I love mowing my lawn—seeing the green lines left by the mower, figuring out how to go around obstacles, and enjoying how good it looks when I’m done.
Then, as I sweep the grass clippings off the sidewalk, I chat with my neighbors as they stroll by, with or without their dogs.
A few years ago, I took over this task from my husband John. For awhile folks were surprised to see me doing it. They asked if John was away, was he sick, why me instead of him. Some people questioned us, claiming that I had taken over what they considered to be men’s work,
This got me thinking about assumptions people make about each other, about who is suited for what, and about what is proper. Surely this is a form of prejudice.
Two of the primary teachings of the Baha’i Faith are elimination of all forms of prejudice and the equality of men and women. If people were free of prejudice, there would be no reaction to a woman with a healthy husband mowing the lawn. A true recognition of the equality of men and women would include realizing that the word “equality” does not mean “sameness.” A task would simply be done by whoever is willing or available. Furthermore, sometimes the less capable person would do it in the interest of capacity building, good exercise, or because they simply wanted to. Men would benefit, too:
When students have arrived at the end of their school term an examination takes place, and the result thereof determines the knowledge and capacity of each student. So will it be with woman; her actions will show her power, there will no longer be any need to proclaim it by words. …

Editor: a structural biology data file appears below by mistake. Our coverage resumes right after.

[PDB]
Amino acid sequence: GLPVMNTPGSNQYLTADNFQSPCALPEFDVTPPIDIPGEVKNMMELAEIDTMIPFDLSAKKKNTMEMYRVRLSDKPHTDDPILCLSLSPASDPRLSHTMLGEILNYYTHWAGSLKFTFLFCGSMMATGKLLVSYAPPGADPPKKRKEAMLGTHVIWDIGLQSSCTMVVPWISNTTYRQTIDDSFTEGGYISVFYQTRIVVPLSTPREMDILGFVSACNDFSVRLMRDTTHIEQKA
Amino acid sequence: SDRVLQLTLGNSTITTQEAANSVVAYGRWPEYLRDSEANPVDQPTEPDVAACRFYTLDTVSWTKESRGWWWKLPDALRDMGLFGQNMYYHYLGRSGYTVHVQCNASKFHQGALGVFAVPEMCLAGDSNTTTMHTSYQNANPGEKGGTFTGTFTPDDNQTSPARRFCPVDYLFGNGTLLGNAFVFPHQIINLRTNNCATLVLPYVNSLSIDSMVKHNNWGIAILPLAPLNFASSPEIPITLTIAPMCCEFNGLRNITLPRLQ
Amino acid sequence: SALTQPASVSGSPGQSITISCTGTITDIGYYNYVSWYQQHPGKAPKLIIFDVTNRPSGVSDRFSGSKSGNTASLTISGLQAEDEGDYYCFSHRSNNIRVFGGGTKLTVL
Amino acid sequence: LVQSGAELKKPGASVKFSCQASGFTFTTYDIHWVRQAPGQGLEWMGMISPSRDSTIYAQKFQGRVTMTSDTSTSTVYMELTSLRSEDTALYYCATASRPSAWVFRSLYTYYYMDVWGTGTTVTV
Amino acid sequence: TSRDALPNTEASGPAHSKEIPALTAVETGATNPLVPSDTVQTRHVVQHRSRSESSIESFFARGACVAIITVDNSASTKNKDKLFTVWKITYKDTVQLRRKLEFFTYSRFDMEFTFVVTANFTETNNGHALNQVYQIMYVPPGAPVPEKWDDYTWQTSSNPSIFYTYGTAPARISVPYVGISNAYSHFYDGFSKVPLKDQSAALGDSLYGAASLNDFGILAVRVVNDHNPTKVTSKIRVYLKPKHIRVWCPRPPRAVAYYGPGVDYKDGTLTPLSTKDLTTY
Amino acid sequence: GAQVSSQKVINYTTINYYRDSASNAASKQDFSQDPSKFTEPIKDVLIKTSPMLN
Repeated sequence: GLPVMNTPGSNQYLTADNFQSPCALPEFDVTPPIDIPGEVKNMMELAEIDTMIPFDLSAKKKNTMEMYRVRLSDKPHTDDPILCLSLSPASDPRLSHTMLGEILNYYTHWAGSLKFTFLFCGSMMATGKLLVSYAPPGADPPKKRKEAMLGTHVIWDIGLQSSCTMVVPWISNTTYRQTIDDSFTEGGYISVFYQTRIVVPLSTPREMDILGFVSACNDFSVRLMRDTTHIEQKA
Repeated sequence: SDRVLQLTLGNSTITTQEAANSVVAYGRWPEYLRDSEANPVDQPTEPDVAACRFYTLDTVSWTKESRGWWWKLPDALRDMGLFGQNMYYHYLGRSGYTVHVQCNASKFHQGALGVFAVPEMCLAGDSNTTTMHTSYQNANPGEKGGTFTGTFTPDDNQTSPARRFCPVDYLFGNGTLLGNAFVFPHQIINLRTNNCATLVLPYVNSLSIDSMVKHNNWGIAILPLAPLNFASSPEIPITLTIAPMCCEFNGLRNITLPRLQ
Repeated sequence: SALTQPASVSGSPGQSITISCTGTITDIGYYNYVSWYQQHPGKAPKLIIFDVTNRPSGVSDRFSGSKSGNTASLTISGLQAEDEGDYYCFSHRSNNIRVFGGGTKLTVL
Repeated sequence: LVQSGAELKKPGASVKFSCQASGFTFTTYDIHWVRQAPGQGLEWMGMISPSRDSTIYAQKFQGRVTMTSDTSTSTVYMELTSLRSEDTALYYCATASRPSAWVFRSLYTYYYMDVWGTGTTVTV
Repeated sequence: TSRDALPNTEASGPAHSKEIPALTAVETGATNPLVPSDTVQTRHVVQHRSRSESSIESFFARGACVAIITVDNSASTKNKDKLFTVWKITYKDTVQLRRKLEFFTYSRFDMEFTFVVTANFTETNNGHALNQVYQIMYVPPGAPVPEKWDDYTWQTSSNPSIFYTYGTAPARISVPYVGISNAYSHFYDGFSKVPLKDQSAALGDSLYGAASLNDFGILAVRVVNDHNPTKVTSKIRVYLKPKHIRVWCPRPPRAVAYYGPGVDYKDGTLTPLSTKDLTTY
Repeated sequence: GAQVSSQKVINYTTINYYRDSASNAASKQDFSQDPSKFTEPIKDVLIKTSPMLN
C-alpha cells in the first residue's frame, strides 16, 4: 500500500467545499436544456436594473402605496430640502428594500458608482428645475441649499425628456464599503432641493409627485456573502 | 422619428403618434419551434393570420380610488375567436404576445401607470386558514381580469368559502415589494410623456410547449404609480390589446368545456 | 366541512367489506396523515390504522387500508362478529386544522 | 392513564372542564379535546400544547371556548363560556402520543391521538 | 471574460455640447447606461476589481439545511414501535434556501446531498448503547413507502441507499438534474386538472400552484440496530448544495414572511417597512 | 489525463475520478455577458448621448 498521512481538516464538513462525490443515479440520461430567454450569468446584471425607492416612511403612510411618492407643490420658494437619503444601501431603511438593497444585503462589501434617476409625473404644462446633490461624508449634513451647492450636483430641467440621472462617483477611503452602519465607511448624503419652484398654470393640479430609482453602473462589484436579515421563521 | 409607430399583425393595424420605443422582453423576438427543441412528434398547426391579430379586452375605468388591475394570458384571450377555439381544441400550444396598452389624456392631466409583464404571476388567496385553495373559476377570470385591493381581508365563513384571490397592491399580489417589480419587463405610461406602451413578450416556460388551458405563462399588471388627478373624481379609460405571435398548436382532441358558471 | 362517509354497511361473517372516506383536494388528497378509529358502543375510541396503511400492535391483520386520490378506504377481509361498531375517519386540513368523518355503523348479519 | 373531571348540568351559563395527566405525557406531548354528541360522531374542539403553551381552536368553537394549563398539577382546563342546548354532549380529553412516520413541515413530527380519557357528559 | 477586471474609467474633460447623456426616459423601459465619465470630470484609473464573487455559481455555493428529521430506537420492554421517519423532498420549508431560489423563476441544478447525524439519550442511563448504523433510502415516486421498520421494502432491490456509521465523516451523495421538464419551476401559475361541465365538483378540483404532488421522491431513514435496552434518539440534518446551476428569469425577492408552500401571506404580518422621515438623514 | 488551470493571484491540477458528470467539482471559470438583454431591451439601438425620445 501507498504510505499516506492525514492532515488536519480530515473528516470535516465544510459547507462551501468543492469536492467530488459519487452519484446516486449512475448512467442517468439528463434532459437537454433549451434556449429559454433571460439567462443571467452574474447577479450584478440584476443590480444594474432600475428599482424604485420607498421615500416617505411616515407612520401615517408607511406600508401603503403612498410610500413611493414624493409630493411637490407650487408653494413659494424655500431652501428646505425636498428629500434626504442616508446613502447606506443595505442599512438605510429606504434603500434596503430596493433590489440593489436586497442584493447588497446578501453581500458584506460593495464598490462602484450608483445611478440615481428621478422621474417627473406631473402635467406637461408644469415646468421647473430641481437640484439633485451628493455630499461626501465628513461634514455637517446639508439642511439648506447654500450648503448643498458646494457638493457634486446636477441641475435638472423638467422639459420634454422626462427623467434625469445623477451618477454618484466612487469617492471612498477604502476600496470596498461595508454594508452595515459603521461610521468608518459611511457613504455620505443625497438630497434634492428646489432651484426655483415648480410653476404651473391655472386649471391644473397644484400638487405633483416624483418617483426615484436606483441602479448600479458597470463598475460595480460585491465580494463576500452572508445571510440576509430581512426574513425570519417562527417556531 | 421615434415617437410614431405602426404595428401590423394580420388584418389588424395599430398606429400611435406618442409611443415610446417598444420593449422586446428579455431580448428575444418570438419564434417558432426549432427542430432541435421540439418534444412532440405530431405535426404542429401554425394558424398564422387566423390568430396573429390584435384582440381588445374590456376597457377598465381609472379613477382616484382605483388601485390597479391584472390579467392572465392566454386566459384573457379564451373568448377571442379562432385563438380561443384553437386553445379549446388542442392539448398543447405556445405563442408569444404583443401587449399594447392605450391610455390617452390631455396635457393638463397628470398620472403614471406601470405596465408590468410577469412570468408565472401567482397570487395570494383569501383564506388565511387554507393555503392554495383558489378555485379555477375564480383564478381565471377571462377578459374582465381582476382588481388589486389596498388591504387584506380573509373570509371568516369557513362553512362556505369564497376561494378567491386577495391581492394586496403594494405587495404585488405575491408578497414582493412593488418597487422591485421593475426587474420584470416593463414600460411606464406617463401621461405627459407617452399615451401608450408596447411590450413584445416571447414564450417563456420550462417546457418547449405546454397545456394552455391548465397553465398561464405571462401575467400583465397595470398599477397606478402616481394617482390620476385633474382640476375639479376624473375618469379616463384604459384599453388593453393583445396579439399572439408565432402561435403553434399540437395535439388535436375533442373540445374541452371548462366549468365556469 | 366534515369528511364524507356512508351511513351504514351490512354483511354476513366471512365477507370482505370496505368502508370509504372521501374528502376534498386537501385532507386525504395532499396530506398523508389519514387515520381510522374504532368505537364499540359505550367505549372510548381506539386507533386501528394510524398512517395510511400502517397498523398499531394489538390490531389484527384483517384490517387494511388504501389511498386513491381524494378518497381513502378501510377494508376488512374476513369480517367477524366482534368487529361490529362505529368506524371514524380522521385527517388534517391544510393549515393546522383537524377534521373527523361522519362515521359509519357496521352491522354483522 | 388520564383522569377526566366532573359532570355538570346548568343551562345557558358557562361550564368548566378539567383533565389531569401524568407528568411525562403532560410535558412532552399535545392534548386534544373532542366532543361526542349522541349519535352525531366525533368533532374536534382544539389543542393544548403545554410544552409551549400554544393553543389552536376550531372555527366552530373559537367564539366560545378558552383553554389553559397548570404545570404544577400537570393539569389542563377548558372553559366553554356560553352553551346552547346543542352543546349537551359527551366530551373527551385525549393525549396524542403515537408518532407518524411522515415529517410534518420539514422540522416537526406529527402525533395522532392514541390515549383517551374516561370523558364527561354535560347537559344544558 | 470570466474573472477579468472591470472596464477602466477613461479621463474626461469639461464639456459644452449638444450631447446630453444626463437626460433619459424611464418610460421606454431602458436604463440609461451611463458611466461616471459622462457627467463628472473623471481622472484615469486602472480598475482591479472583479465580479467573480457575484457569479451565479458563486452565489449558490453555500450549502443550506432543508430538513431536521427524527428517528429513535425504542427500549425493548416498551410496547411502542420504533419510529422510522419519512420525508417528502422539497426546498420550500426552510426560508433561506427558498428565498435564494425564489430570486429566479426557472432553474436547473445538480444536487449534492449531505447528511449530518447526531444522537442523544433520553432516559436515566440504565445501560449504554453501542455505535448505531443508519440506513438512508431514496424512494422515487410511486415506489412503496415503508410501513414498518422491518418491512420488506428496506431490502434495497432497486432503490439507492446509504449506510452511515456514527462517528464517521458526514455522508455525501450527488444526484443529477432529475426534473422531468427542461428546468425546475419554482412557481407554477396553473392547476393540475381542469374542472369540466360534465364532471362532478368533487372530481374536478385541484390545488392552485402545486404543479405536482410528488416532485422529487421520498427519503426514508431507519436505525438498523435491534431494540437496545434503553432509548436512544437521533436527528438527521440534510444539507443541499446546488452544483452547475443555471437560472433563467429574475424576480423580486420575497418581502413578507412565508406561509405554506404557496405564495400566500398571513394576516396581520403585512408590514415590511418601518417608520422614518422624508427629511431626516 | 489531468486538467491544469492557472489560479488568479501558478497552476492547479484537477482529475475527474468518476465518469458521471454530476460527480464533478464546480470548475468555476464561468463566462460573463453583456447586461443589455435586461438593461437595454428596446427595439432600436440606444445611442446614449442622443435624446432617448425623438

In our competitive culture, typically the so-called “best” person does a job rather than someone else who can do it well enough and is eager to contribute their time and effort.
Taking this idea to a global scale, every child should have not only adequate food and health care but also opportunities to develop their capacities. There is especially a need for girls to be educated, to enter all fields of endeavor, and to contribute to creating a future world known for vigor, cooperation, harmony, and compassion.
In the early days of the feminist movement, men were blamed for our social ills and told that they needed to change. I now think that is not enough—that a more balanced, and ultimately more successful, approach calls for the personal growth of men and women alike. We share responsibility for transforming the society in which we live. In 1995, the Baha’i International Community wrote:
Men must use their influence … to promote the systematic inclusion of women, not out of condescension or presumed self-sacrifice but out of the belief that the contributions of women are required for society to progress. Women … must become educated and step forward into all arenas of human activity, contributing their particular qualities, skills and experience to the social, economic and political equation. Women and men together will ensure the establishment of world peace and sustainable development of the planet. – Baha’i International Community
The Baha’i teachings say that human society needs to move beyond cultural barriers that prevent girls and women from developing their capacities and pursuing their interests. Everyone should be free to grow and to contribute—free of others’ prejudgments.
This series of essays comes from Jaellayna Palmer’s newly-published book, Personal Path, Practical Feet, which is available here.